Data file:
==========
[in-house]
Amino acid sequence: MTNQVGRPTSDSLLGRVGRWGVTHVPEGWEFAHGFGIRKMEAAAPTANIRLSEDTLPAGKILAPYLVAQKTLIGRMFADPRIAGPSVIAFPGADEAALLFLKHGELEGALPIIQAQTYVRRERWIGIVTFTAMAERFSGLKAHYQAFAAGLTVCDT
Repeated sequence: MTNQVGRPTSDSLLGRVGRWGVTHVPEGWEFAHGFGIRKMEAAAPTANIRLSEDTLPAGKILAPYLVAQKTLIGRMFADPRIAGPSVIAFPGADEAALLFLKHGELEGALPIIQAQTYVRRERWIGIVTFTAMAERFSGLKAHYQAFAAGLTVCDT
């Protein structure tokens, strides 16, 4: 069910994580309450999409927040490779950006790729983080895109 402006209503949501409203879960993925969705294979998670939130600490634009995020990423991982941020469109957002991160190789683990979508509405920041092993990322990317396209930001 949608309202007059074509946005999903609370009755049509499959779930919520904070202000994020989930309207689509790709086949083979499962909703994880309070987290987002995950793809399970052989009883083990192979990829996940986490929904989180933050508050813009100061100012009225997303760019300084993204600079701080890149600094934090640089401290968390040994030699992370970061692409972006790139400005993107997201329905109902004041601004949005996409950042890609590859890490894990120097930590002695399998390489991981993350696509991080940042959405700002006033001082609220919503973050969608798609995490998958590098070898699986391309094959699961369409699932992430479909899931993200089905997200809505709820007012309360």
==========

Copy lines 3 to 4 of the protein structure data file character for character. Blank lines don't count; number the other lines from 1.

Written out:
Repeated sequence: MTNQVGRPTSDSLLGRVGRWGVTHVPEGWEFAHGFGIRKMEAAAPTANIRLSEDTLPAGKILAPYLVAQKTLIGRMFADPRIAGPSVIAFPGADEAALLFLKHGELEGALPIIQAQTYVRRERWIGIVTFTAMAERFSGLKAHYQAFAAGLTVCDT
């Protein structure tokens, strides 16, 4: 069910994580309450999409927040490779950006790729983080895109 402006209503949501409203879960993925969705294979998670939130600490634009995020990423991982941020469109957002991160190789683990979508509405920041092993990322990317396209930001 949608309202007059074509946005999903609370009755049509499959779930919520904070202000994020989930309207689509790709086949083979499962909703994880309070987290987002995950793809399970052989009883083990192979990829996940986490929904989180933050508050813009100061100012009225997303760019300084993204600079701080890149600094934090640089401290968390040994030699992370970061692409972006790139400005993107997201329905109902004041601004949005996409950042890609590859890490894990120097930590002695399998390489991981993350696509991080940042959405700002006033001082609220919503973050969608798609995490998958590098070898699986391309094959699961369409699932992430479909899931993200089905997200809505709820007012309360």